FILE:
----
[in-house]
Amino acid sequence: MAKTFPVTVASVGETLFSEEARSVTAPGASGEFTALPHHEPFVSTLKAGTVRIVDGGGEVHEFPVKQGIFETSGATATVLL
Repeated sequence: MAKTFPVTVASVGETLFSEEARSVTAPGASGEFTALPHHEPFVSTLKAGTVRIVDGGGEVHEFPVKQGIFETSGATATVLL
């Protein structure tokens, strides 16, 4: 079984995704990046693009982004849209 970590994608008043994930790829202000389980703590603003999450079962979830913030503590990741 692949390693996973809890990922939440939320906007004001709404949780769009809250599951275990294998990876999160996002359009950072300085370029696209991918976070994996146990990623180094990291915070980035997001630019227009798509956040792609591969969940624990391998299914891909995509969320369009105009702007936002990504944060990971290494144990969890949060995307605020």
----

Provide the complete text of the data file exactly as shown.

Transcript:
[in-house]
Amino acid sequence: MAKTFPVTVASVGETLFSEEARSVTAPGASGEFTALPHHEPFVSTLKAGTVRIVDGGGEVHEFPVKQGIFETSGATATVLL
Repeated sequence: MAKTFPVTVASVGETLFSEEARSVTAPGASGEFTALPHHEPFVSTLKAGTVRIVDGGGEVHEFPVKQGIFETSGATATVLL
């Protein structure tokens, strides 16, 4: 079984995704990046693009982004849209 970590994608008043994930790829202000389980703590603003999450079962979830913030503590990741 692949390693996973809890990922939440939320906007004001709404949780769009809250599951275990294998990876999160996002359009950072300085370029696209991918976070994996146990990623180094990291915070980035997001630019227009798509956040792609591969969940624990391998299914891909995509969320369009105009702007936002990504944060990971290494144990969890949060995307605020």